Asked to place themselves on a scale of one to nine, with one as liberal, nine as conservative, and five as moderate, the swing voters’ average was 5.2, while they put Mitt at 6.1 and Obama at 3.9.  This would seem to bode well for Mitt.

But 57% of them gave Obama a favorable rating, compared to only 41% for Mitt.

Voting is ultimately an emotional decision.  If Mitt can’t get his favorables up, he will lose.

* “Obama leads among ‘swing’ indies,” James Hohmann, Politico

 

Mitt’s Already Lost

In 2010, the gender gap that had plagued the GOP for about 30 years disappeared.  Women and men voted about the same.  But I believe that in 2012, the gender gap will be back, and with a vengeance.

In a presidential election, voters who are not part of either party’s base, look not just at the candidates themselves, but at whether the far left or the far right looks scarier for that particular cycle.  It’s about where the pendulum has swung since the last election and moving it back toward the middle.

For women, the far right will look scarier.  Even if they don’t mind Mitt personally, he will lose votes because of the baggage his base brings on birth control and abortion rights.  They have stirred the pot too much since 2010 both at the state and national level, and the atavistic rhetoric during the presidential primary has only exacerbated the outrage and sense of backsliding, the visceral sense that the GOP is bad for women.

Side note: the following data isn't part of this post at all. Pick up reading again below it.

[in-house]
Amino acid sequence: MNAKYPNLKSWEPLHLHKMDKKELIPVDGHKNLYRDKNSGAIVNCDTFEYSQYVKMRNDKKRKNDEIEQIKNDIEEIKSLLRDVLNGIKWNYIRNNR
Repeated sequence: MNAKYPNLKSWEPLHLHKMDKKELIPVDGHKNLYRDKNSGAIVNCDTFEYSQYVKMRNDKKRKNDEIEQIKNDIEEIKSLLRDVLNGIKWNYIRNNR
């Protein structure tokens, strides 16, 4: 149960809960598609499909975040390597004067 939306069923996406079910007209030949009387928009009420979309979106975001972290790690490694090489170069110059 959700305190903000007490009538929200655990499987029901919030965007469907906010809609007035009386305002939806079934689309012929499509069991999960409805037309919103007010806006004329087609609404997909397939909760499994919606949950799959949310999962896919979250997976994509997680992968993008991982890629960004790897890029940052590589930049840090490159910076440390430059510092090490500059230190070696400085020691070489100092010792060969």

The far left won’t look very scary because we’ve already had one term of President Obama, and we don’t have a hammer and sickle on our flag.  The mansions on the Upper East Side haven’t been broken up into apartments for “the people,” and the estates in the Hamptons haven’t been turned into summer camps for workers.

There are five segments in the electorate.  There are the two segments who always vote R or D.  For them, campaigns are more about entertainment than edification, since their minds are made up.  There are the two segments who “lean” R or D, some of whom register in that party and some of whom register as Independents.  Then there are the people who truly are Independents, who don’t lean consistently and who pretty much start at square one for each presidential race.

Mitt is going to lose many women who lean R and  many women who are true Independents, and therefore he will lose the election.

It’s seven months till the voting, but for me, the election was over at the debate when George Stephanopoulus asked Mitt if he thought states could ban birth control.  From the look on Mitt’s face, I think he knew it too.

As the White House Goes, So Goes Congress

In his column for Sunday, George Will concedes that the GOP may well not win the White House in 2012.  He urges conservatives to focus on keeping the House and taking the Senate.

But if the big win that Will foresees for Obama occurs, it will be impossible for the GOP to gain control of Congress.  The same forces that doom the GOP presidential nominee will poison those down ballot from him.

Voters are not going to reject just Mitt or Santorum as individuals, although they will certainly do that, but GOP extremism and out-of-touchness as a whole, on issues like birth control, where the current Republicans in Congress seem to be doing their utmost to alienate and infuriate moderates and independents.

George, appealing to 20% of the electorate isn’t going to win you any branch of government.